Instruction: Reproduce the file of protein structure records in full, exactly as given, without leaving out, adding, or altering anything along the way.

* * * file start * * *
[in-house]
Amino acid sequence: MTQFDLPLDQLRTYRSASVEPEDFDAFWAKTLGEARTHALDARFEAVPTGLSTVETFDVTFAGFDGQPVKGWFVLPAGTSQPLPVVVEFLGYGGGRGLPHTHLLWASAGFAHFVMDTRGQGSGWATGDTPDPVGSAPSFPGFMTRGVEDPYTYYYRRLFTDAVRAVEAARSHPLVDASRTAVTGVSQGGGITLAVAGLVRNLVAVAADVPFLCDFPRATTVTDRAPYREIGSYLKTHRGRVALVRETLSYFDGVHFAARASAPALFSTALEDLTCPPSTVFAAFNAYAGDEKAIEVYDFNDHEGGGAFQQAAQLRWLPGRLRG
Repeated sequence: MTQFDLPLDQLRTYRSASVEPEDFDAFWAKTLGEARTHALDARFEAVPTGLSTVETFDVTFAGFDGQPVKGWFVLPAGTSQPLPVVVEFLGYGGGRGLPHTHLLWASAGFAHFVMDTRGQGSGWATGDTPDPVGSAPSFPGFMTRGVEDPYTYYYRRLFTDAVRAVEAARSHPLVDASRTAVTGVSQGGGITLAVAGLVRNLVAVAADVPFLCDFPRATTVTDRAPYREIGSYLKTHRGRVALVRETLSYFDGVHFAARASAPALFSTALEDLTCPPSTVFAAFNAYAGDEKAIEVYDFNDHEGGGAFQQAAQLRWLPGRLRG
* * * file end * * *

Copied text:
[in-house]
Amino acid sequence: MTQFDLPLDQLRTYRSASVEPEDFDAFWAKTLGEARTHALDARFEAVPTGLSTVETFDVTFAGFDGQPVKGWFVLPAGTSQPLPVVVEFLGYGGGRGLPHTHLLWASAGFAHFVMDTRGQGSGWATGDTPDPVGSAPSFPGFMTRGVEDPYTYYYRRLFTDAVRAVEAARSHPLVDASRTAVTGVSQGGGITLAVAGLVRNLVAVAADVPFLCDFPRATTVTDRAPYREIGSYLKTHRGRVALVRETLSYFDGVHFAARASAPALFSTALEDLTCPPSTVFAAFNAYAGDEKAIEVYDFNDHEGGGAFQQAAQLRWLPGRLRG
Repeated sequence: MTQFDLPLDQLRTYRSASVEPEDFDAFWAKTLGEARTHALDARFEAVPTGLSTVETFDVTFAGFDGQPVKGWFVLPAGTSQPLPVVVEFLGYGGGRGLPHTHLLWASAGFAHFVMDTRGQGSGWATGDTPDPVGSAPSFPGFMTRGVEDPYTYYYRRLFTDAVRAVEAARSHPLVDASRTAVTGVSQGGGITLAVAGLVRNLVAVAADVPFLCDFPRATTVTDRAPYREIGSYLKTHRGRVALVRETLSYFDGVHFAARASAPALFSTALEDLTCPPSTVFAAFNAYAGDEKAIEVYDFNDHEGGGAFQQAAQLRWLPGRLRG